The Pentagon is chasing a losing battle, demanding that WikiLeaks return all of its documents that it leaked to the press about the Afghanistan war - even though they've been reported in the press and now in the public domain.
We guess the Pentagon doesn't "get" the internet. Once something's out there, it's out there - and with the amount of secure servers WikiLeaks operates, in safe countries such as its main server in Sweden, there's nothing to prevent WikiLeaks from handing the documents elsewhere even if the Pentagon gets its way.
Spokesman Geoff Morrell acnkowledged this, but ignored his own advice by going ahead and asking WikiLeaks to "do the right thing" anyway. The Pentagon asking WikiLeaks to "do the right thing" is like stabbing someone in the stomach and requesting that they kindly donate their blood to a bloodbank.
In a tweet, Wikileaks said that Mr Morrell is "obnoxious" followed by another saying that now would be a good time to send WikiLeaks "all of your money".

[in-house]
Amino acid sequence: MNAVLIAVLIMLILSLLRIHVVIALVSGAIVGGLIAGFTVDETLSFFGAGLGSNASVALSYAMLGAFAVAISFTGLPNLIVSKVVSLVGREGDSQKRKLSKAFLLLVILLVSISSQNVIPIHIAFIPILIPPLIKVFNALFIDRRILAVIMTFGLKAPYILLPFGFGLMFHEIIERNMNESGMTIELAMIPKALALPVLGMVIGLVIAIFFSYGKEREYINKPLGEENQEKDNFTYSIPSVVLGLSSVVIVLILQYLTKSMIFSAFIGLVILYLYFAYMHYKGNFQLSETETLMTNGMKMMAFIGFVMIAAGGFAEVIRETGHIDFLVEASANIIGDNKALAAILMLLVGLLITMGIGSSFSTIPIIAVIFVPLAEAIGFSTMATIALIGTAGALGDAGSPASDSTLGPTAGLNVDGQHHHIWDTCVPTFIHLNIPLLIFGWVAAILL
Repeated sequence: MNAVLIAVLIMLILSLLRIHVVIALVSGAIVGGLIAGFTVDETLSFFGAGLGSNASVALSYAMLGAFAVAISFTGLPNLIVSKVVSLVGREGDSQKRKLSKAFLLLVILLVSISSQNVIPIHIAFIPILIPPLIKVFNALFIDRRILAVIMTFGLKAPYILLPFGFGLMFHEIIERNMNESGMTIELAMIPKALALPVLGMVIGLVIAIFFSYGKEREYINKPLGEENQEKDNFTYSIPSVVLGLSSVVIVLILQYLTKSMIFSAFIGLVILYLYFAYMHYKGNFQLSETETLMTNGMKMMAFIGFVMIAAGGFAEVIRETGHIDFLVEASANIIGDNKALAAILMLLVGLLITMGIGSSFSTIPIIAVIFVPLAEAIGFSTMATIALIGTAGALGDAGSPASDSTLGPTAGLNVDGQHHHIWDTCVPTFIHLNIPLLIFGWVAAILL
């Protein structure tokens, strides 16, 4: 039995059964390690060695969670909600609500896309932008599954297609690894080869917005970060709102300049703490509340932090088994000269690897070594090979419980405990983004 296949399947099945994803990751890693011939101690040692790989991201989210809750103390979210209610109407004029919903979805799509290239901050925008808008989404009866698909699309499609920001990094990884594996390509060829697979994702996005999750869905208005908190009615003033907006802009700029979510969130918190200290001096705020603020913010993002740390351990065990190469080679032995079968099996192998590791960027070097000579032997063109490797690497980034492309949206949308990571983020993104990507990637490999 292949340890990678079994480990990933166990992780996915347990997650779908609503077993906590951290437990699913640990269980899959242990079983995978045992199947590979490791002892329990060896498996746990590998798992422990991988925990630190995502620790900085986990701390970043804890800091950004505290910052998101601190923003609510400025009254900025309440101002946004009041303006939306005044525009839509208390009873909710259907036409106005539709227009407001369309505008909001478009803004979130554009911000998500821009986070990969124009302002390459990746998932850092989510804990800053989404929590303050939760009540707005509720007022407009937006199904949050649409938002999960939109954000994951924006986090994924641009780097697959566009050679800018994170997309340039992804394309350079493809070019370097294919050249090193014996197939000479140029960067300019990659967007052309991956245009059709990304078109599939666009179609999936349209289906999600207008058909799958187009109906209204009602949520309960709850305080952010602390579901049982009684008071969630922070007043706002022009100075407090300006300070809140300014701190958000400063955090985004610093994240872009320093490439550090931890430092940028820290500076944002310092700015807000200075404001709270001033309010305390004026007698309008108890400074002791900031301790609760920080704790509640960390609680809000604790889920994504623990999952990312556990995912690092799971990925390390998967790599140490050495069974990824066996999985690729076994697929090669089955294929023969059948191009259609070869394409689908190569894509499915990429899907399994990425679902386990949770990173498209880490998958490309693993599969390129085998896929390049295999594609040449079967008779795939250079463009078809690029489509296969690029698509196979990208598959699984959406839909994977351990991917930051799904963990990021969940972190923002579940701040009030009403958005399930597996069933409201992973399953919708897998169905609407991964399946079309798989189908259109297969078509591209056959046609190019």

The US says that the documents being in the public domain put Afghan informers and soldiers' lives at risk - unlike, of course, loaded guns and wars. It says that the leaked documents are the US' rightful property and it's dead mean of WikiLeaks to take them.
WikiLeaks has said on its Twitter feed that it is examining the Pentagon's request and will be issuing a statement in due course. It also said that the Pentagon is using "rhetorical tricks" to fool reporters through no direct contact - aggreing to use the New York Times as a relay. The whistleblowing website claimed that the Pentagon's statement was a "formal threat" - "destroy everything, or else."
We have a feeling that WikiLeaks won't be sympathetic to the Pentagon's cat-calls, particularly after Bradley Manning, alleged source of leaks, has been villanised by the US government with one congressman calling for him to be legally murdered.